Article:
The 10 Best New Drum Kits in the World Right Now!

K.O.

DFO Star
Joined
Aug 5, 2005
Messages
19,902
Reaction score
2,203
Location
Illinois
Who voted on this?
Unless it was a bunch of musical instrument journalists who compared each set directly with all the others then the results are somewhat meaningless. If they just asked people to vote then they would mostly all just vote for the drums they have or lust after, without direct first hand comparison of all the choices.

Then again, I don't much care one way or the other as I'm primarily a vintage USA sort of drum guy anyway.
 

DrummerJustLikeDad

That's Me, The Silent Son
Joined
Mar 16, 2018
Messages
894
Reaction score
1,025
Location
Drumline in the Grand Parade of Lifeless Packaging
No, the AQ1s are Chinese entry-level birch shells of undetermined origin. But the German SQ1s are med-heavy 7-ply/7mm Scandinavian Birch shells (bass drums are 10-ply/10mm), and they sound superb.

Here is the DCP video I was referring to:

Try out this one. As far as Sonor and BDC go, I was really excited to see this “best of the birches” video from Shane’s shop when it was posted.

I strongly admire both Sonor and especially British Drum Co. While this video may not present a clear winner, pitting these contenders head to head in the same video (and under the same conditions) definitely makes drooling easier!

 

JDA

DFO Star
Joined
Aug 7, 2005
Messages
16,270
Reaction score
5,160
Location
Jeannette, Pa.
There's never been a greatest or best drum,
only great drummers

You take an any drum set and set it in a corner for 100 years
and it will never make a sound
on it's own.
 

MrDrums2112

"Normal" Drummer
Joined
Apr 23, 2012
Messages
4,547
Reaction score
649
Location
Tolland, CT
There's never been a greatest or best drum,
only great drummers

You take an any drum set and set it in a corner for 100 years
and it will never make a sound
on it's own.
Maybe. But, I’d sure love to be the person who finds that Tama Star or N&C Walnut kit 100 years from now...
 

Slingwig26

Well-Known Member
Joined
Sep 17, 2015
Messages
53
Reaction score
20
Location
massachusetts
All the same stuff. Boring. The only two companies that pique my interest are A&F and British Drum Company. (And hats off to Gretsch and Ludwig for continuing to revise and improve because every other drum maker in the world seems dead set on copying your formulas)
Y’know, you got a point there! Hmmmm
 

bfulton

Very well Known Member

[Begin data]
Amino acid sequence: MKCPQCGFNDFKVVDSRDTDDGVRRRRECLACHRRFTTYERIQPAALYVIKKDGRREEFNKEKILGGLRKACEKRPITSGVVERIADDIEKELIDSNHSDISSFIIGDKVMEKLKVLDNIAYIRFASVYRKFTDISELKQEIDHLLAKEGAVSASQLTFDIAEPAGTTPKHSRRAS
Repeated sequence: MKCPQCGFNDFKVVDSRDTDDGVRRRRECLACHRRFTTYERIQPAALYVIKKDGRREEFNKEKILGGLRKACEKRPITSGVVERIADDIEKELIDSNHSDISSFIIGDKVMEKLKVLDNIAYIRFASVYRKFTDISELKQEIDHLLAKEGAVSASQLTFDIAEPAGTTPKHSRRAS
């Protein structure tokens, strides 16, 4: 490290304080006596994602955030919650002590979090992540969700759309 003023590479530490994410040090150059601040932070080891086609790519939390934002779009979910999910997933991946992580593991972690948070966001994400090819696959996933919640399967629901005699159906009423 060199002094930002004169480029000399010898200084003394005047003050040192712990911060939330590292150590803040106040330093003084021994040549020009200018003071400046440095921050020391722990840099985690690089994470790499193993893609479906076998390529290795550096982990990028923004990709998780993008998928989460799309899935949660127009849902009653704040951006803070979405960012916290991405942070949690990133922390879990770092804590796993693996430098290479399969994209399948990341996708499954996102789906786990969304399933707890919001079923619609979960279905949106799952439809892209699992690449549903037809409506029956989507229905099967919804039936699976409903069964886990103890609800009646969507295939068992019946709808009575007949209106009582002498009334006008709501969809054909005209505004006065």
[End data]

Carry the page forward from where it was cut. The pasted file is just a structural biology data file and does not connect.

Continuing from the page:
Joined
Oct 19, 2009
Messages
520
Reaction score
80
+1 for INDe drums. I played a trio gig today. Even -especially?- at low volume they’re resonant and musical.
Very nice drums.
 

mkelley

DFO Veteran
Joined
Dec 13, 2005
Messages
1,750
Reaction score
297
Location
Chattanooga, TN
I'd put the Mapex far lower. I'm not a fan of Pearl but the maple/gum are nice but the DW Jazz series are the better faux-Gretsch.
 

Tama CW

DFO Veteran
Joined
Mar 4, 2018
Messages
2,080
Reaction score
1,202
Location
SE Connecticut
Not really a deficit of fine birch drums out there. Lots of supply from the 1980's to 1990's in Yamaha, Tama, Pearl all birch shells. The all birch Yamaha Recording Customs were made from 1982-2013....lost track after that. A lot of nice used kits out there.
 

Chrisseafarer

New Member
Joined
Apr 25, 2016
Messages
1
Reaction score
0
Location
London UK
Great kits I agree, but I was fortunate enough to discover a real gem of a producer who I suspect none of you have heard of. These kits are hand made to order and without doubt the best I have played. After discovering them, I just had to have one. Gabriel Drums are made in Athens, Greece and are sent to discerning buyers internationally.
See: https://www.gabrieldrums.com/
 

Bandit

DFO Master
Joined
Feb 10, 2015
Messages
3,626
Reaction score
1,804
Location
Canada
I'd put the Mapex far lower. I'm not a fan of Pearl but the maple/gum are nice but the DW Jazz series are the better faux-Gretsch.
? Have you seen, or played one of the new design lab kits?
 

jmato

Well-Known Member
Joined
Nov 30, 2016
Messages
366
Reaction score
170
Location
Indy
Actual the Mapex kit is the one kit trying some cool and revolutionary ideas, but because it is Mapex, most won't dig to find out what they are.
The Yamaha LCHO weight system and fiberglass ("center phenolic") ply are somewhat new too.
 

ludwigjim

Well-Known Member
Joined
Apr 15, 2016
Messages
110
Reaction score
23
Location
NJ
+1 for INDe drums. I played a trio gig today. Even -especially?- at low volume they’re resonant and musical.
Very nice drums.
I've had my INDe set for two years and they always sound great. Deep, warm and resonant. The construction and finish are flawless and they weigh almost nothing. Josh Allen is a genius with his designs. GREAT product, highly recommend....
 

kzac

Active Member
Joined
Mar 4, 2017
Messages
41
Reaction score
20
Location
Southeast USA
I'm here to do two things, chew gum and post the latest Top 10 lists in the world of drumming, and I'm all out of gum (though I may get a gum-wood kit for that extra-sticky sound).

Musicradar.com (The No. 1 website for musicians) reveals its 10 Best Drum Kits in the World Right Now:

Let us know that you agree.

Here's the Musicradar writeup:

So many drums, so little room to store them all. This year’s hottest new kits include ones designed for maximum portability and practicality, new top shelf, professional level beauties crafted in the most exotic woods imaginable, and high-performance mid-range kits for players looking to upgrade their sound without breaking the bank.

Despite the quality of the competition, our winner for Best New Drum Kit this year beat the closest contender by almost double the number of votes as Tama update one of drumming’s most iconic and respected line of drum kits.

10. DS Drums Rebel

9. Gretsch Brooklyn Micro

8. Pear Session Studio Select

7. Sonor Prolite

6. Ludwig Anniversary Legacy Mahogany